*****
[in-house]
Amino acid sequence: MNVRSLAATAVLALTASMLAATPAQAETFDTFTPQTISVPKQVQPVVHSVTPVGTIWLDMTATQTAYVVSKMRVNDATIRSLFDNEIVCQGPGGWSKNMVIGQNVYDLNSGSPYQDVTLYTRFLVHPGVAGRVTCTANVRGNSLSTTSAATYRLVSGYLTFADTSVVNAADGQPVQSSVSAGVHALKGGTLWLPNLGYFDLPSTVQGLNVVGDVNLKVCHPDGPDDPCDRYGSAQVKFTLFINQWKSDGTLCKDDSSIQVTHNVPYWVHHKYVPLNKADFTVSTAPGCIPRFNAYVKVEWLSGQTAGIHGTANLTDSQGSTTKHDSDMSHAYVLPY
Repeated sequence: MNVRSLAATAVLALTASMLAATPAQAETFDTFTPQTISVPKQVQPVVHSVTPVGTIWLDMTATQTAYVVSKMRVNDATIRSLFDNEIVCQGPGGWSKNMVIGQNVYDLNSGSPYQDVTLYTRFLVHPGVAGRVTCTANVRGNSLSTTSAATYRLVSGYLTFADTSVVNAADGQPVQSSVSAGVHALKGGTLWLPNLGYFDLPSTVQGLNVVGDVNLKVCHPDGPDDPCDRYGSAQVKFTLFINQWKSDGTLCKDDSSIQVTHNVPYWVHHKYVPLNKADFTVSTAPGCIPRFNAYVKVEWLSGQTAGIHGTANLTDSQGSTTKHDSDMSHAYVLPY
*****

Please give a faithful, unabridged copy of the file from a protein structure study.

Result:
[in-house]
Amino acid sequence: MNVRSLAATAVLALTASMLAATPAQAETFDTFTPQTISVPKQVQPVVHSVTPVGTIWLDMTATQTAYVVSKMRVNDATIRSLFDNEIVCQGPGGWSKNMVIGQNVYDLNSGSPYQDVTLYTRFLVHPGVAGRVTCTANVRGNSLSTTSAATYRLVSGYLTFADTSVVNAADGQPVQSSVSAGVHALKGGTLWLPNLGYFDLPSTVQGLNVVGDVNLKVCHPDGPDDPCDRYGSAQVKFTLFINQWKSDGTLCKDDSSIQVTHNVPYWVHHKYVPLNKADFTVSTAPGCIPRFNAYVKVEWLSGQTAGIHGTANLTDSQGSTTKHDSDMSHAYVLPY
Repeated sequence: MNVRSLAATAVLALTASMLAATPAQAETFDTFTPQTISVPKQVQPVVHSVTPVGTIWLDMTATQTAYVVSKMRVNDATIRSLFDNEIVCQGPGGWSKNMVIGQNVYDLNSGSPYQDVTLYTRFLVHPGVAGRVTCTANVRGNSLSTTSAATYRLVSGYLTFADTSVVNAADGQPVQSSVSAGVHALKGGTLWLPNLGYFDLPSTVQGLNVVGDVNLKVCHPDGPDDPCDRYGSAQVKFTLFINQWKSDGTLCKDDSSIQVTHNVPYWVHHKYVPLNKADFTVSTAPGCIPRFNAYVKVEWLSGQTAGIHGTANLTDSQGSTTKHDSDMSHAYVLPY